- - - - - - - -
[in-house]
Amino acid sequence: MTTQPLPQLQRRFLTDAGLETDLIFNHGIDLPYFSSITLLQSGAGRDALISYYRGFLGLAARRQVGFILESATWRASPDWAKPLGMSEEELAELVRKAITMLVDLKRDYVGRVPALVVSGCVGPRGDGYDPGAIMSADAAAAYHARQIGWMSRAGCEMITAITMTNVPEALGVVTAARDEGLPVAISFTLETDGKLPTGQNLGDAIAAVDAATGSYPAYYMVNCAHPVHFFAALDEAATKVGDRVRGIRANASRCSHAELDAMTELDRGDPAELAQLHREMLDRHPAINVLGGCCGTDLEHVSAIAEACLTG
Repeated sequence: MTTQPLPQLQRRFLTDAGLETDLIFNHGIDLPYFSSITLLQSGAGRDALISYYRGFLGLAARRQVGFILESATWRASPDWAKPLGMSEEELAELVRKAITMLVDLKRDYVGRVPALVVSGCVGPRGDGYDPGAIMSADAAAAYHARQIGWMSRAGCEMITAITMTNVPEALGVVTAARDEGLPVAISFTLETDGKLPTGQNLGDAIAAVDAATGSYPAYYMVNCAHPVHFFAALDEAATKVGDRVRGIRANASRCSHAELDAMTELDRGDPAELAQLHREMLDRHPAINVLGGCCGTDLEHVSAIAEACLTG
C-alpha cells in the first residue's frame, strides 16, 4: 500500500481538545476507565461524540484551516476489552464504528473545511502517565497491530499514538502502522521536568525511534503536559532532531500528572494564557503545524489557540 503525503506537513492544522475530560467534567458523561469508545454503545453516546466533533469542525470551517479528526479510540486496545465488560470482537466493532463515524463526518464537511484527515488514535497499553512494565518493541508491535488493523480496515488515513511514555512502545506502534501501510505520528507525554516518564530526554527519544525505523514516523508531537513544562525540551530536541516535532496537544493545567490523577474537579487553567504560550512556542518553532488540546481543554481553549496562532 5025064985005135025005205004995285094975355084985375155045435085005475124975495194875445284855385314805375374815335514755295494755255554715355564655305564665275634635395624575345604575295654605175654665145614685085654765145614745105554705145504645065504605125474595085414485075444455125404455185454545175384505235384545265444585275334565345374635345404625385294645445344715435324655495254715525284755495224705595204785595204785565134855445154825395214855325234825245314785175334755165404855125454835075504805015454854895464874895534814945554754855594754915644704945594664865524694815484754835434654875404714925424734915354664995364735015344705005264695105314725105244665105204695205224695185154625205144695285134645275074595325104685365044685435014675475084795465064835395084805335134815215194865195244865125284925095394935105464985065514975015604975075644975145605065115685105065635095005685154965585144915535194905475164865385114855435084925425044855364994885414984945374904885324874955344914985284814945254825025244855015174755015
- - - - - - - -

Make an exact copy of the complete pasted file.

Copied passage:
[in-house]
Amino acid sequence: MTTQPLPQLQRRFLTDAGLETDLIFNHGIDLPYFSSITLLQSGAGRDALISYYRGFLGLAARRQVGFILESATWRASPDWAKPLGMSEEELAELVRKAITMLVDLKRDYVGRVPALVVSGCVGPRGDGYDPGAIMSADAAAAYHARQIGWMSRAGCEMITAITMTNVPEALGVVTAARDEGLPVAISFTLETDGKLPTGQNLGDAIAAVDAATGSYPAYYMVNCAHPVHFFAALDEAATKVGDRVRGIRANASRCSHAELDAMTELDRGDPAELAQLHREMLDRHPAINVLGGCCGTDLEHVSAIAEACLTG
Repeated sequence: MTTQPLPQLQRRFLTDAGLETDLIFNHGIDLPYFSSITLLQSGAGRDALISYYRGFLGLAARRQVGFILESATWRASPDWAKPLGMSEEELAELVRKAITMLVDLKRDYVGRVPALVVSGCVGPRGDGYDPGAIMSADAAAAYHARQIGWMSRAGCEMITAITMTNVPEALGVVTAARDEGLPVAISFTLETDGKLPTGQNLGDAIAAVDAATGSYPAYYMVNCAHPVHFFAALDEAATKVGDRVRGIRANASRCSHAELDAMTELDRGDPAELAQLHREMLDRHPAINVLGGCCGTDLEHVSAIAEACLTG
C-alpha cells in the first residue's frame, strides 16, 4: 500500500481538545476507565461524540484551516476489552464504528473545511502517565497491530499514538502502522521536568525511534503536559532532531500528572494564557503545524489557540 503525503506537513492544522475530560467534567458523561469508545454503545453516546466533533469542525470551517479528526479510540486496545465488560470482537466493532463515524463526518464537511484527515488514535497499553512494565518493541508491535488493523480496515488515513511514555512502545506502534501501510505520528507525554516518564530526554527519544525505523514516523508531537513544562525540551530536541516535532496537544493545567490523577474537579487553567504560550512556542518553532488540546481543554481553549496562532 5025064985005135025005205004995285094975355084985375155045435085005475124975495194875445284855385314805375374815335514755295494755255554715355564655305564665275634635395624575345604575295654605175654665145614685085654765145614745105554705145504645065504605125474595085414485075444455125404455185454545175384505235384545265444585275334565345374635345404625385294645445344715435324655495254715525284755495224705595204785595204785565134855445154825395214855325234825245314785175334755165404855125454835075504805015454854895464874895534814945554754855594754915644704945594664865524694815484754835434654875404714925424734915354664995364735015344705005264695105314725105244665105204695205224695185154625205144695285134645275074595325104685365044685435014675475084795465064835395084805335134815215194865195244865125284925095394935105464985065514975015604975075644975145605065115685105065635095005685154965585144915535194905475164865385114855435084925425044855364994885414984945374904885324874955344914985284814945254825025244855015174755015